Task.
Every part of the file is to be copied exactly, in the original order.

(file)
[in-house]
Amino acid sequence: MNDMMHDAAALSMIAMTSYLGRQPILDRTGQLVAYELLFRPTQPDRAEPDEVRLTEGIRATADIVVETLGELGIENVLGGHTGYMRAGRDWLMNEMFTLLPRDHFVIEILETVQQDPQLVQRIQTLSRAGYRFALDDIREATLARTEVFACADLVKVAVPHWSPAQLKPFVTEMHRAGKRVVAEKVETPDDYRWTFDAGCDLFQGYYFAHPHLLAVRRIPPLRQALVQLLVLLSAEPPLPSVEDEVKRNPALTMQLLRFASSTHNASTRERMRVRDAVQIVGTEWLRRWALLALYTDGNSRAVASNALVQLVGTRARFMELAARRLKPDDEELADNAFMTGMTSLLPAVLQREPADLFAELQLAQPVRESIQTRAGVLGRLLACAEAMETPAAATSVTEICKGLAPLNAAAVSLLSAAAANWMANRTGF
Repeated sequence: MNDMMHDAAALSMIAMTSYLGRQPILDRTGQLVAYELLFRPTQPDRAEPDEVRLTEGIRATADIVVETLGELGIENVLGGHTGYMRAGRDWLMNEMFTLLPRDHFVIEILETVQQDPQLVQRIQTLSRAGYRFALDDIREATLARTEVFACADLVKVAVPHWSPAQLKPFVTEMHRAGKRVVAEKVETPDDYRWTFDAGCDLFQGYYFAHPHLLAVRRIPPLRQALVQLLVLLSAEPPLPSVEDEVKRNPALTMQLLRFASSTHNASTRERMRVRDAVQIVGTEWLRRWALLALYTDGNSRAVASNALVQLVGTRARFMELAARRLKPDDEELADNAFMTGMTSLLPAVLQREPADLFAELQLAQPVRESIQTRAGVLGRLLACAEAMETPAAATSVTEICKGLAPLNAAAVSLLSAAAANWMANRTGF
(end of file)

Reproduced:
[in-house]
Amino acid sequence: MNDMMHDAAALSMIAMTSYLGRQPILDRTGQLVAYELLFRPTQPDRAEPDEVRLTEGIRATADIVVETLGELGIENVLGGHTGYMRAGRDWLMNEMFTLLPRDHFVIEILETVQQDPQLVQRIQTLSRAGYRFALDDIREATLARTEVFACADLVKVAVPHWSPAQLKPFVTEMHRAGKRVVAEKVETPDDYRWTFDAGCDLFQGYYFAHPHLLAVRRIPPLRQALVQLLVLLSAEPPLPSVEDEVKRNPALTMQLLRFASSTHNASTRERMRVRDAVQIVGTEWLRRWALLALYTDGNSRAVASNALVQLVGTRARFMELAARRLKPDDEELADNAFMTGMTSLLPAVLQREPADLFAELQLAQPVRESIQTRAGVLGRLLACAEAMETPAAATSVTEICKGLAPLNAAAVSLLSAAAANWMANRTGF
Repeated sequence: MNDMMHDAAALSMIAMTSYLGRQPILDRTGQLVAYELLFRPTQPDRAEPDEVRLTEGIRATADIVVETLGELGIENVLGGHTGYMRAGRDWLMNEMFTLLPRDHFVIEILETVQQDPQLVQRIQTLSRAGYRFALDDIREATLARTEVFACADLVKVAVPHWSPAQLKPFVTEMHRAGKRVVAEKVETPDDYRWTFDAGCDLFQGYYFAHPHLLAVRRIPPLRQALVQLLVLLSAEPPLPSVEDEVKRNPALTMQLLRFASSTHNASTRERMRVRDAVQIVGTEWLRRWALLALYTDGNSRAVASNALVQLVGTRARFMELAARRLKPDDEELADNAFMTGMTSLLPAVLQREPADLFAELQLAQPVRESIQTRAGVLGRLLACAEAMETPAAATSVTEICKGLAPLNAAAVSLLSAAAANWMANRTGF